“Who wants real? I know I don’t want it. I want magic!” are lines of dialogue many know. In the past, these lines from Tennessee Williams’ legendary 1948 Pulitzer Prize winning “A Streetcar Named Desire” have been spoken, and not associated with music or singing. That has now changed. As an opera, with music in a key central role throughout, the rarely performed in D.C, “Streetcar,” with its memorably rich, damaged characters, takes on a whole new life.
Does it conjure up images of long dead classical composers like Mozart and Verdi; centuries old tales filled with plot twists involving Valkyries and sprites; divas belting out songs in German or Italian? The Virginia Opera is boldly trying to change those perceptions of opera with a season filled with modern and American opera selections. An operatic version of the classic Tennessee Williams play A Streetcar Named Desire opened Saturday night at the Harrison Opera House.
A trunk. A sofa. A dinette set. In the mind of stage director Sam Helfrich, these items represent the three main characters in “A Streetcar Named Desire,” a 1998 opera composed by André Previn and based on Tennessee Williams’ classic 1947 play. The Virginia Opera production of “Streetcar” opens tonight at Harrison Opera House in Norfolk.
Stage director Sam Helfrich promises that the Virginia Opera Association production of A Streetcar Named Desire, composer André Previn’s treatment of Tennessee Williams’ famous and famously quoted play, will give audiences an “an incredible actress“ in the role of Blanche, and a “portrayal” of that famously lost soul that will “very [much] surprise … audiences who know the play.”
One hundred or more years ago, when audiences saw a Puccini opera, it might have been a premiere. The Puccini and Verdi works we’re so accustomed to seeing in opera houses today once were new works, and they often generated a lot of controversy. That opportunity has been presented to Virginia Opera audiences of late as the company sets a new course designed to mix recent and new American works with Puccini and Verdi favorites.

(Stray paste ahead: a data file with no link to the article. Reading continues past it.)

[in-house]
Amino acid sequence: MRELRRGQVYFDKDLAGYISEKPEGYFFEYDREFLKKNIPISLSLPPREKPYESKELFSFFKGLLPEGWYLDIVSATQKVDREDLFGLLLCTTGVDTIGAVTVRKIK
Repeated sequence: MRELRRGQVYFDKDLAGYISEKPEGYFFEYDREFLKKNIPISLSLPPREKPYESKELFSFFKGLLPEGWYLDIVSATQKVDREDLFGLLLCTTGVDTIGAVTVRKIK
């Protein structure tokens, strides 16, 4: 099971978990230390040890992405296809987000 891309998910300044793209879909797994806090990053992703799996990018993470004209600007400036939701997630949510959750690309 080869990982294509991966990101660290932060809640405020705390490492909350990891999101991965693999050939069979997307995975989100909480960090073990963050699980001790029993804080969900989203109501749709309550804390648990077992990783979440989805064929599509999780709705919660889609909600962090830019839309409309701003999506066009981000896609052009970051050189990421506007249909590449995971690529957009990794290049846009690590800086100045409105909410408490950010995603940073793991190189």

In an expansion of its usual four-opera lineup, Virginia Opera will present five operas and one operatically inclined Broadway musical in its 2013-14 Richmond season. Four of the operas — “Falstaff,” “The Magic Flute,” “Ariadne auf Naxos” and “Carmen” — will be marketed as a subscription package. Two special engagements — “The Girl of the Golden West” and “Sweeney Todd” — will be sold as subscription add-ons.
Virginia Opera continues its exploration of premieres and American works in its 2013-2014 season announcement. Subscriptions are now on sale. The company will open its 39th year in September with Verdi’s “Falstaff,” a work never before mounted in Hampton Roads. The rest of the lineup includes Mozart’s “The Magic Flute” in November, Strauss’ “Ariadne auf Naxos” in February 2014, and Bizet’s “Carmen” in March 2014.
The Virginia Opera has announced its 2013-14 season, which will showcase an impressive slate of notable directors, conductors and singers.
The Virginia Opera Company is making its debut at Virginia Beach’s Sandler Center with a real surprise – a brilliant, inventive new staging of “Camelot.”
As a large-scale musical, Lerner and Loewe’s “Camelot” can get lost in the pomp and pageantry of King Arthur and his Knights of the Round Table. Though an instant hit when it opened on Broadway in 1960, the production was heavy with dialogue and ran for more than four hours.